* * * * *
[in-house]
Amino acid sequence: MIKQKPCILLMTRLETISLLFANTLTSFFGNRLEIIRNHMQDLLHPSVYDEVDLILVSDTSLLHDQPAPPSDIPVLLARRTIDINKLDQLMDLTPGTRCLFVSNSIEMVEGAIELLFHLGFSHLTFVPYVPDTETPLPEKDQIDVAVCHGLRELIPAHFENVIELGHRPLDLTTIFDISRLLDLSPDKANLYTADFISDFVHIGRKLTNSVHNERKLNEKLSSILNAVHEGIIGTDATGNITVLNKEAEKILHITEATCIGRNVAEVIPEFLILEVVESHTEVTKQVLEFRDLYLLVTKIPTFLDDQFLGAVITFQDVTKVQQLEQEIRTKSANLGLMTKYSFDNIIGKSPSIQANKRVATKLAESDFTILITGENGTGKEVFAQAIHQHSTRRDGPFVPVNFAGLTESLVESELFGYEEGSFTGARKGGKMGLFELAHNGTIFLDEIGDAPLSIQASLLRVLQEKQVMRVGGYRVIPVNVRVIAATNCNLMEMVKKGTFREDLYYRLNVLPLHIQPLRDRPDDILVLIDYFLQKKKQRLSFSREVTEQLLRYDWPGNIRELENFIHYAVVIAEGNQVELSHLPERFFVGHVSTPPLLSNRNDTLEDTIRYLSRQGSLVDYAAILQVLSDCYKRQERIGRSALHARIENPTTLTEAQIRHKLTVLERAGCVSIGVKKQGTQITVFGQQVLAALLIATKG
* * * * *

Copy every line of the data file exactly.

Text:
[in-house]
Amino acid sequence: MIKQKPCILLMTRLETISLLFANTLTSFFGNRLEIIRNHMQDLLHPSVYDEVDLILVSDTSLLHDQPAPPSDIPVLLARRTIDINKLDQLMDLTPGTRCLFVSNSIEMVEGAIELLFHLGFSHLTFVPYVPDTETPLPEKDQIDVAVCHGLRELIPAHFENVIELGHRPLDLTTIFDISRLLDLSPDKANLYTADFISDFVHIGRKLTNSVHNERKLNEKLSSILNAVHEGIIGTDATGNITVLNKEAEKILHITEATCIGRNVAEVIPEFLILEVVESHTEVTKQVLEFRDLYLLVTKIPTFLDDQFLGAVITFQDVTKVQQLEQEIRTKSANLGLMTKYSFDNIIGKSPSIQANKRVATKLAESDFTILITGENGTGKEVFAQAIHQHSTRRDGPFVPVNFAGLTESLVESELFGYEEGSFTGARKGGKMGLFELAHNGTIFLDEIGDAPLSIQASLLRVLQEKQVMRVGGYRVIPVNVRVIAATNCNLMEMVKKGTFREDLYYRLNVLPLHIQPLRDRPDDILVLIDYFLQKKKQRLSFSREVTEQLLRYDWPGNIRELENFIHYAVVIAEGNQVELSHLPERFFVGHVSTPPLLSNRNDTLEDTIRYLSRQGSLVDYAAILQVLSDCYKRQERIGRSALHARIENPTTLTEAQIRHKLTVLERAGCVSIGVKKQGTQITVFGQQVLAALLIATKG